Cybercrime is a relatively new and growing area of criminal investigation. The course is delivered in partnership with existing staff members from the School of Computing, Engineering and Physical Sciences, Forensic and Applied Sciences, and Psychology. The profiles of existing staff members and specialist visiting speakers make them uniquely qualified in the UK HE sector to deliver this course in that, as well as having appropriate academic backgrounds, they have experience in investigation unmatched in any UK HE institution.
You can apply for many of the postgraduate UCLan courses using our Online Application System.
For a concise summary of the main features of this course, see our course specification.
For information on possible changes to course information, see our Important Information.
For detailed information about studying this course at UCLan, please see the course handbook for your year of entry:
Full-time: £6,300 per year (UK/EU)
Part-time: £1,025 per 20 credits for first 120 credits studied
Tuition Fees are per year unless otherwise stated and may be subject to increase annually in line with UK Retail Price Index inflation rate
For 2016/17 fees please refer to our fees page.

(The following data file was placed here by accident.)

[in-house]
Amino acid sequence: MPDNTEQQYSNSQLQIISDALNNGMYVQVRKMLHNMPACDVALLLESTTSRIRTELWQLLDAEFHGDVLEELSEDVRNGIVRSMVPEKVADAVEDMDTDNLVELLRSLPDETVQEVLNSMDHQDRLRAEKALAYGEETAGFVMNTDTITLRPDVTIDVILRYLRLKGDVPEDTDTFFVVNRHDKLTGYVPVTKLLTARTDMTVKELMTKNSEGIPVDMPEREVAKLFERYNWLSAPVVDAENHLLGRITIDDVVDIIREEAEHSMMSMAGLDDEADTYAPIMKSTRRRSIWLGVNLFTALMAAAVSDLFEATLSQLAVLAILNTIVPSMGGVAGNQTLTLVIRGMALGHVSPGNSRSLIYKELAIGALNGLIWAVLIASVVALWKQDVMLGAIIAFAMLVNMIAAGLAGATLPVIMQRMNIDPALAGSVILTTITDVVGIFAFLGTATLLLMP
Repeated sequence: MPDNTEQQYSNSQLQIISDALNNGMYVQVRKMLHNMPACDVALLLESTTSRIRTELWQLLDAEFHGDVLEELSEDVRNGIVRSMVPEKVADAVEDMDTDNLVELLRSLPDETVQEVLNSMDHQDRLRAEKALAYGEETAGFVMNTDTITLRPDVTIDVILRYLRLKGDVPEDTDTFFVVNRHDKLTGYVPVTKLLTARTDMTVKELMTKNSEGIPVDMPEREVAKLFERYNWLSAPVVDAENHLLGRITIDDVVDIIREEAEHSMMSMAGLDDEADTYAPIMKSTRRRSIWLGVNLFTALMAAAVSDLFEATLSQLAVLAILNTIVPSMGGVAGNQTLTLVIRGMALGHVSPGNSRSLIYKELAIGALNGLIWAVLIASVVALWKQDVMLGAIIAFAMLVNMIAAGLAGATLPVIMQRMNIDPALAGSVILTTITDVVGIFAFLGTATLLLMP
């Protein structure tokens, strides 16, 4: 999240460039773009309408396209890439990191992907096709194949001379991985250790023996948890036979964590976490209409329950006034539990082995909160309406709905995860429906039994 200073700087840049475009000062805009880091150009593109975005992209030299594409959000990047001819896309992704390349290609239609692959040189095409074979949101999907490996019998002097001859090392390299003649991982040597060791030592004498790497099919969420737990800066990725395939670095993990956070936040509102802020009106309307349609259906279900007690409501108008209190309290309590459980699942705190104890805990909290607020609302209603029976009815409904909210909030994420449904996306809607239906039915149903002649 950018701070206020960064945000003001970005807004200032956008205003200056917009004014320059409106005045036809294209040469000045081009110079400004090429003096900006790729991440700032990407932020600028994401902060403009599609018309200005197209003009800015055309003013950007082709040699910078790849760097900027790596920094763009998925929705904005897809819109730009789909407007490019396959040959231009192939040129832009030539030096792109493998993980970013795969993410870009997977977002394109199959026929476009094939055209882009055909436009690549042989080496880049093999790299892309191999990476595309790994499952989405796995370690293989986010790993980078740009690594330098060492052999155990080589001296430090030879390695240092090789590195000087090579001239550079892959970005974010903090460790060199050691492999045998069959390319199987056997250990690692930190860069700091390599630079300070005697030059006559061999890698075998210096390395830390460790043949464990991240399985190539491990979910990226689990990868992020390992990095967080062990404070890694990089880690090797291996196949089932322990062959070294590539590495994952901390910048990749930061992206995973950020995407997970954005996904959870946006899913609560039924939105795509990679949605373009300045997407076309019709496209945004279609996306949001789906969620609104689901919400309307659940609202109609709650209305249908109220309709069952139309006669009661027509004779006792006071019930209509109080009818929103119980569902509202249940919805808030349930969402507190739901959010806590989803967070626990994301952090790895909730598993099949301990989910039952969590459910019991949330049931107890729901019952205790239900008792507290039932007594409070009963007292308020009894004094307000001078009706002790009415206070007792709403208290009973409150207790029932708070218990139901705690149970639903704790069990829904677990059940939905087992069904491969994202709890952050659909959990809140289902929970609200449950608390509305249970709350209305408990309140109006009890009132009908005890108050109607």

The UK Government has confirmed that a new postgraduate loan scheme will be introduced for students commencing a Full Masters Postgraduate programmes from 2016/17 academic year.
The course is taught as a combination of lectures, practicals and self-directed study to understand criminal behaviour in the area of cybercrime, including the use of computers, mobile devices, networks and open source internet intelligence in a cybercrime investigation. Module assessments are undertaken by means of coursework, workshops, examination and dissertation.
The course is delivered and taught by experienced academics and former law enforcement investigators with specialist knowledge in computing, psychology and criminal investigation.
A range of potential careers are available to those studying MSc Cybercrime including working in the fields of Policing,Civil investigation, the military, and National Crime Agency